More retro racer than cafe racer this custom Suzuki Bandit was built by Sergio Giordano of Italian Dream Motorcycles. Sergio has styled the Bandit to pay homage to legendary Italian racer Marco Lucchinelli’s 1981 Grand Prix winning RG500. The Bandit is no 500cc two-stroke rocket, but IDM have done their utmost to create an accurate replica of Marco’s racer. The replica bodywork was formed from original moulds and it wears period correct Suzuki livery. The result is a homage that’s so accurate that when IDM asked Marco to sign the bike he was referring to it as his own.
“I wanted to build a DB1 to the same high standards as Bimota would have, but in a style they may have used if it was conceived in the 1970s” This was the approach John Fallon of Britain’s ‘Made in Italy Motorcycles’ took with this build, and he clearly nailed it. John’s bold red DB1 is enough to make any Italian motorcycle fan, or any motorcycle fan for that matter, go weak at the knees. To realise his vision John worked with Laurent Amann of Storik to build a custom aluminium tank and tail. John also spent 12 months acquiring original DB1 parts to return the bike to an almost original state. The result of all his hard work is cafe racer that looks as though it rolled straight out of Bimota’s factory making it a worthy addition to this year’s top 10 list.
You’ve never seen a Ducati 350 like this before. That’s because Jim Alonze built 90% of this stunning machine himself. From its curvaceous stainless steel frame to the handmade aluminium bodywork and right down to the perspex taillight lens and alloy headlight brackets. For this feature, Jim shared the complete story of the build. Hit the read more link below for all the juicy details.
In 3rd place on this top 10 cafe racers list is the 3rd Ducati to make the cut. This custom Ducati Monster 1100 was pieced together by Marc Roissetter in the United Arab Emirates. For the build Marc sourced a “running” Monster from a wrecker that had sustained some cosmetic damage. Marc invested months of his time putting the track capable Monster cafe racer together only to discover the bike’s engine had been repaired by a total hack. Despite the huge setback, Marc soldiered on with the build and the result was clearly worth the effort. Marc broke his Ducati ‘Monstrosity’ in on the race track where it proved to be a very capable racer.
Our feature on the Rua Machines Moto Guzzi Nevada cafe racer came via our friends at Revival of the Machines in Madrid. Based in Portugal, Rua Machines are more commonly known for customising classic Japanese motorcycles. However, this Moto Guzzi cafe racer proves they can build a stunning bike no matter the donor. The cafe racer started out as a rather lacklustre, cruiser styled Moto Guzzi Nevada 750. To convert the Nevada into a cafe racer Rua Machines drastically revised its frame using a Moto Guzzi Le Mans for inspiration. The new bodywork is a mix of Ducati and replica fibreglass parts and everything has been restored to near new condition. As far a cafe racer builds go this awesome bike is a great example of how it should be done.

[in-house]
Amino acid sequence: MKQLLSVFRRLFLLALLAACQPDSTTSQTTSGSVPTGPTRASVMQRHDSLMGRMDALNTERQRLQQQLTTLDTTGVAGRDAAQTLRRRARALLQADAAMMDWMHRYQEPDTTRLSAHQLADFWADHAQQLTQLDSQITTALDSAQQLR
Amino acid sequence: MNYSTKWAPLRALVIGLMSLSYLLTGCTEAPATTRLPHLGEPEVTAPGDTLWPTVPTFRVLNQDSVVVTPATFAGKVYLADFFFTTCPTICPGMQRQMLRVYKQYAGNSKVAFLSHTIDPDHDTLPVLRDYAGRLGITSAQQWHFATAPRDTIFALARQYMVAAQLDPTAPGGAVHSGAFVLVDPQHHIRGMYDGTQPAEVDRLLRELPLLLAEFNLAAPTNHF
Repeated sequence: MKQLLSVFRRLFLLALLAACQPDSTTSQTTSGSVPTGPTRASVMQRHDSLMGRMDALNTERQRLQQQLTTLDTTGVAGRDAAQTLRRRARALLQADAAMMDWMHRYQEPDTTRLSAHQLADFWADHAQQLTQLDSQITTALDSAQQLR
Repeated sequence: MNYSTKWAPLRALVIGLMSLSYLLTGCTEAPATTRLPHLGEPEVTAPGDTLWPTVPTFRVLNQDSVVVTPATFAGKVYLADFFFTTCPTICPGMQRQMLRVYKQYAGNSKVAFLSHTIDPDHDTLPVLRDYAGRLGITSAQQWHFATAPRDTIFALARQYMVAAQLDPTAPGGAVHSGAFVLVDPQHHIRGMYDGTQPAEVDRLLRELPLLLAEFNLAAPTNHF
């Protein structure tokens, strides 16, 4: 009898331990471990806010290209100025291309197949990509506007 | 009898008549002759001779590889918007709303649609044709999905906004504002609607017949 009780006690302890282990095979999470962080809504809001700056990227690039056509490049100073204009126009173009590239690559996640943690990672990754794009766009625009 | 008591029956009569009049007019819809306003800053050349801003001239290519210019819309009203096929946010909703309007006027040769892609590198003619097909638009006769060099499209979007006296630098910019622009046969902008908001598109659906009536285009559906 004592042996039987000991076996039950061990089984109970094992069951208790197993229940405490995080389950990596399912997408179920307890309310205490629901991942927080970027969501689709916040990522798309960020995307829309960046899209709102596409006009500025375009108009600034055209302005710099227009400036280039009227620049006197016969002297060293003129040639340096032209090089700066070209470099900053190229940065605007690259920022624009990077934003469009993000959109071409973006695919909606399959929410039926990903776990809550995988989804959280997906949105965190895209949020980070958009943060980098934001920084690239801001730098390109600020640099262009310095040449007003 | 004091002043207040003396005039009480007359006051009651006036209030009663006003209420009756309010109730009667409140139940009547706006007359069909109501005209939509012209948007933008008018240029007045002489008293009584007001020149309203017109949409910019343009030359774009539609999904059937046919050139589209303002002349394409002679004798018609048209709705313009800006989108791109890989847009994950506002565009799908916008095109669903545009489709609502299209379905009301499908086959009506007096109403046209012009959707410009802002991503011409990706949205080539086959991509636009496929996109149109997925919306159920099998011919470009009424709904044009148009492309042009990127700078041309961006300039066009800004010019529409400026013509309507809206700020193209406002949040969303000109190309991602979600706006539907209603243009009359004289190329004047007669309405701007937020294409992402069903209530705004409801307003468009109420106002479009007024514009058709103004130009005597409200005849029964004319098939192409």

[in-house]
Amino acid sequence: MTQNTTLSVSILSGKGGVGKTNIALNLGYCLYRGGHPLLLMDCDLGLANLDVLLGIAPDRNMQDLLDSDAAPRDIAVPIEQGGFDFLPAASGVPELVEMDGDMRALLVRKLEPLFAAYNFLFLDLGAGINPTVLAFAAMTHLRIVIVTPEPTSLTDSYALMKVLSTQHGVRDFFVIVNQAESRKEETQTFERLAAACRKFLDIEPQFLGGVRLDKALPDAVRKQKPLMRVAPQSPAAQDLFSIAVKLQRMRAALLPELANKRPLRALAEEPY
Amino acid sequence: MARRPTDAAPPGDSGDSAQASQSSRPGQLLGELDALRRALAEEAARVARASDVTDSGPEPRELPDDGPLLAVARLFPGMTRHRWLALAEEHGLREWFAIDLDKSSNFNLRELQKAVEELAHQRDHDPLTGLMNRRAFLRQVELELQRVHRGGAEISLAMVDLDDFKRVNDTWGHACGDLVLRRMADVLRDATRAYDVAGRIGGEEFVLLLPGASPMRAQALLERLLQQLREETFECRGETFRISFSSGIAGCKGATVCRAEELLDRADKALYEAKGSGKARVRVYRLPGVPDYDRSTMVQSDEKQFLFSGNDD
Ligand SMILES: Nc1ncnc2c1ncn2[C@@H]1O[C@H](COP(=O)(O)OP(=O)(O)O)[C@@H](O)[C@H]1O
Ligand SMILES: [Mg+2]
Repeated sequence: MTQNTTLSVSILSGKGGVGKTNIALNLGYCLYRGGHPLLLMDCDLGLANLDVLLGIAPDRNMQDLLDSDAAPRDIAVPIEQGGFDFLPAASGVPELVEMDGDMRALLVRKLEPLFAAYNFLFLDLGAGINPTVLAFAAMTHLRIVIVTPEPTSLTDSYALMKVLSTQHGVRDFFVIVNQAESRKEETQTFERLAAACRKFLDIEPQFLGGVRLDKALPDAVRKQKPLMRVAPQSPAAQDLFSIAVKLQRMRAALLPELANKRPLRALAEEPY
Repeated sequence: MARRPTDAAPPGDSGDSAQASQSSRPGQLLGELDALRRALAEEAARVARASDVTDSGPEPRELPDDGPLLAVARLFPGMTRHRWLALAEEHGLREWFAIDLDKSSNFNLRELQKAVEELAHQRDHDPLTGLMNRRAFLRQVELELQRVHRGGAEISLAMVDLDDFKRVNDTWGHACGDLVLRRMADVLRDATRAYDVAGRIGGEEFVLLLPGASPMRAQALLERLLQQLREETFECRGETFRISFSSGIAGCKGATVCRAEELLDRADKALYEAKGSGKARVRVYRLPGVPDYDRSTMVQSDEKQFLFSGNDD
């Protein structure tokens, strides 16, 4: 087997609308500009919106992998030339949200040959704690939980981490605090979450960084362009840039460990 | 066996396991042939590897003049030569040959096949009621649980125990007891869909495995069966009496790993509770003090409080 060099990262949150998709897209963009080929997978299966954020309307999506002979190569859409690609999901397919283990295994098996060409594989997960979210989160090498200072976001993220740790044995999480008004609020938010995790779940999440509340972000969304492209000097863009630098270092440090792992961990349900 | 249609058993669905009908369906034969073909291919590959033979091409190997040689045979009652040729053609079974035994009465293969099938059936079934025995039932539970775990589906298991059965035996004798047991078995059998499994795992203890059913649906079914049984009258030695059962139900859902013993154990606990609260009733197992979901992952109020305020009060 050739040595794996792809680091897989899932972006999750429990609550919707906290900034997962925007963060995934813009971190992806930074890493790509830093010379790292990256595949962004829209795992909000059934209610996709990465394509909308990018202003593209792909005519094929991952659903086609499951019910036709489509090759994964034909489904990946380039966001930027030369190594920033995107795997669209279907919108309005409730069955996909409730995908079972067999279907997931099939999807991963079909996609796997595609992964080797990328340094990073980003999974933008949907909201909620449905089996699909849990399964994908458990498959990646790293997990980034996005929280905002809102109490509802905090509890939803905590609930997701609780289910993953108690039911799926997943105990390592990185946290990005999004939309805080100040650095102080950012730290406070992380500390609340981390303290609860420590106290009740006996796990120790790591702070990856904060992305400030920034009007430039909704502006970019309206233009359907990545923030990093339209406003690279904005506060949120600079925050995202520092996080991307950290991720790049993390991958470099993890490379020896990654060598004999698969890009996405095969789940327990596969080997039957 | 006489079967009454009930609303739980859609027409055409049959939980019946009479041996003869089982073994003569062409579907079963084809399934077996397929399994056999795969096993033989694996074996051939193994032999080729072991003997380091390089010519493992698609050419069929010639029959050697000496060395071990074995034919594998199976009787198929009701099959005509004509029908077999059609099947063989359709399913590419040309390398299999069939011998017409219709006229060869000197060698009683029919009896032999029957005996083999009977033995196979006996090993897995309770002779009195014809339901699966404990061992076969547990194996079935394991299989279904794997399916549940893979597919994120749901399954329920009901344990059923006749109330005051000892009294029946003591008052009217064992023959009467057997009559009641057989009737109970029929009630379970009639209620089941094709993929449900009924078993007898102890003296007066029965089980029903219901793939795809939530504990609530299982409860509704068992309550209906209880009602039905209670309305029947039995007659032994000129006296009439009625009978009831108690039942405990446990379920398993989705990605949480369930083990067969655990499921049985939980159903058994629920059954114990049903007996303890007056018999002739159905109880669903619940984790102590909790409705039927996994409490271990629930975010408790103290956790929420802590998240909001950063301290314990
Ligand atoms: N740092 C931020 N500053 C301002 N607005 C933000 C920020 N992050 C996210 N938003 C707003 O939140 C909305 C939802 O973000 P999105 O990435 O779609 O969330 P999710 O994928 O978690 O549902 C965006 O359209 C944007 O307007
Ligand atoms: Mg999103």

For reasons I can’t explain Honda’s CX500 has become a hot favourite for cafe racer conversions. The CX (and GL) engine series was the only Guzzi style, horizontally opposed twin Honda ever built. The CX is said to be bulletproof, but unloved, 30+ year old examples require a fair bit of work to get them running right. It also has a frame that’s hunched worse than Quasimodo’s back making it difficult to achieve a balanced bone line. And who can forget the fact that they were referred to as the “plastic maggot” when they were first released. Despite all that I continue to receive regular CX500 cafe racer submissions from my readers. This year was no different, but when Garth Allison’s Honda CX500 cafe racer landed in my inbox I started to reconsider all my CX criticisms.
Garth’s CX500 cafe racer is nothing short of amazing. During the 3 year project, he rebuilt the entire bike from the ground up. Weight saving was a priority and everything, including the engine internals, were trimmed down. He has also optimised the bikes handling by retrofitting components from modern sports bikes. Garth is a welder by trade and many of the parts on his bike were designed and built by him from scratch, including the awesome honeycomb tipped exhaust.
Placing this bike at the number one spot on my Top 10 Cafe Racers list was the obvious choice. Thankfully Garth’s CX500 cafe racer was also a hot favourite with my readers, racking up a huge number of shares and likes on all of the Return of the Cafe Racers social accounts.